Reading a lot can turn you into a tough audience, a real critic. I notice things and am appalled. Maybe most people don’t notice.
I’ve written emails to book publishers, small business owners and large company webmasters pointing out typos. Usually they’re appreciative.
Are the typos in their ad for an editor part of the testing process? Did they really mean to misspell the name of their product?
This doesn’t mean that I don’t need my own proofreader or editor. We all do. I might be better than most at catching things, but let’s face it—if you’ve been working on a piece and seen it over and over as it’s been written and edited, sometimes you just can’t see it anymore. So having others proofread can be invaluable.
Fresh eyes can see a lot more than ones that have already read something 20 times. And don’t forget to get someone to double-check all the important details like phone numbers, email addresses and the spelling of the CEO’s name.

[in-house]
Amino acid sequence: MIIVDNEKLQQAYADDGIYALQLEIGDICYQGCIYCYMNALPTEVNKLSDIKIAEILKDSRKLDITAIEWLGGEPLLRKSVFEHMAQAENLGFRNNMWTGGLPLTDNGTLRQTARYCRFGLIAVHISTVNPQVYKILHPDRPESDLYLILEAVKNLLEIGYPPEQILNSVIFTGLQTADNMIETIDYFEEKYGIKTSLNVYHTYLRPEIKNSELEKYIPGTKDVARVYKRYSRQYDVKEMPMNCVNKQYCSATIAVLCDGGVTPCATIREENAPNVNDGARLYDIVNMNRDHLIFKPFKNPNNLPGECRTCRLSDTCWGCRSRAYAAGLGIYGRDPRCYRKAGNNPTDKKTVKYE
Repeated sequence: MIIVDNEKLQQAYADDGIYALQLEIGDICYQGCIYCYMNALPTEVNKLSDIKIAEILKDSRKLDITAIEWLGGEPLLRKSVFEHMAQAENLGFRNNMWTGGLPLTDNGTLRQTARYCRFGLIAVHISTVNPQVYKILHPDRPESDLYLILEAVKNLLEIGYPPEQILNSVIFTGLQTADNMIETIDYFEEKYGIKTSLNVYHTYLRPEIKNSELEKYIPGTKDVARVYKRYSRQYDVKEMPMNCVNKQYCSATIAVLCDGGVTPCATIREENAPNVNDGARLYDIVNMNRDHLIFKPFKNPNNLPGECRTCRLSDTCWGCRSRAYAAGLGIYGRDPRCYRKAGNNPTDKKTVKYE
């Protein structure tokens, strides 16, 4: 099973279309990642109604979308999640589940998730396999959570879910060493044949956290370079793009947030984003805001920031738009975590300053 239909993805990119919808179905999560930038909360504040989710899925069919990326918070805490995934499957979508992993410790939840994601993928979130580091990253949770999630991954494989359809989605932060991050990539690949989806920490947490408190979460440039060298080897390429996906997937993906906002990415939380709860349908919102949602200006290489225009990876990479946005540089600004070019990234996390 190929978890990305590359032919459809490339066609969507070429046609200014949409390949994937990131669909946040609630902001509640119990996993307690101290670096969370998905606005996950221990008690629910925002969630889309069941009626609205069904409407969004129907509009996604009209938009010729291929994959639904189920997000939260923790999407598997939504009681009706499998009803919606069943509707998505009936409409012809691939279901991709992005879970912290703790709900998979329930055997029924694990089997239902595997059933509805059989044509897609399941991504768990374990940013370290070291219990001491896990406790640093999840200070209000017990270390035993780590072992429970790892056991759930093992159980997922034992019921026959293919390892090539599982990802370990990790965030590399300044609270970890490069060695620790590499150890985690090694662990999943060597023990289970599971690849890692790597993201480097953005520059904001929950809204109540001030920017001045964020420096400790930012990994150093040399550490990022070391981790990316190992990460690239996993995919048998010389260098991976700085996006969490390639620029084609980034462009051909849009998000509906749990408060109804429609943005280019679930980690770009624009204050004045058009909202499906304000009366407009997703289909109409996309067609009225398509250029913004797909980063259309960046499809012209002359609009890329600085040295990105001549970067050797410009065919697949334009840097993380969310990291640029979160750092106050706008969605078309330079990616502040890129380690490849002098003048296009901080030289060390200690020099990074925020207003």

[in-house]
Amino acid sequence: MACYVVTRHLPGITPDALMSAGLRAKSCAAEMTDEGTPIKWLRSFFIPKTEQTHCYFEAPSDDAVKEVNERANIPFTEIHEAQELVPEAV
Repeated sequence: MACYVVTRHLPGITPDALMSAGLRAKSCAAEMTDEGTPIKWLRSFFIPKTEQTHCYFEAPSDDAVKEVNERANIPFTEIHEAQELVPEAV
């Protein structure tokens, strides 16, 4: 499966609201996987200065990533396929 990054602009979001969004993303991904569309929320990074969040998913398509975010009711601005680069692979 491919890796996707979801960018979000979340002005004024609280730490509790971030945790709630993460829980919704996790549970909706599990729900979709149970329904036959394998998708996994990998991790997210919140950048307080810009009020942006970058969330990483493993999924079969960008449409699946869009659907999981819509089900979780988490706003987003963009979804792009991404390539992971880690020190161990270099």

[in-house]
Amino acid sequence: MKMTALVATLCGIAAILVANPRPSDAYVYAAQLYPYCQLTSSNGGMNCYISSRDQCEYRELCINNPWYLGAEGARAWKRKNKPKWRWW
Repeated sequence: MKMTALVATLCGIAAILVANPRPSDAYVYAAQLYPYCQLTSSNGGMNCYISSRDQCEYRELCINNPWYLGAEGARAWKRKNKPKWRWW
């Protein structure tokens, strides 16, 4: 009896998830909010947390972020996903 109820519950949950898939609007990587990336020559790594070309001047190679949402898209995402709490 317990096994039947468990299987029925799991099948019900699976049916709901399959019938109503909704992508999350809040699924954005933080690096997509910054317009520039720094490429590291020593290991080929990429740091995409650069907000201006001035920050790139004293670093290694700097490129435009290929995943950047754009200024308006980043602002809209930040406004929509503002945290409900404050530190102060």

There are all the usual tricks such as taking a break before reading the piece again, reading it backwards, reading it aloud.
If someone has added a tiny change, even one word, beware. Cutting and pasting in even small edits can create new errors. Double “the” anyone? One changed word can lead to sentences that no longer make sense. So don’t slack off before you get to the final version.
Editing online text can be more forgiving. At least you can make changes easily, unlike after you’ve printed 10,000 paper copies of something. But still, typos online look unprofessional.
So use your word processor’s spellchecker, even if it’s not perfect. And use your eyes and whoever else’s eyes you can borrow to take a gander. Review what you’ve written. You may never achieve perfection, but you almost certainly can do better than people who never proofread do.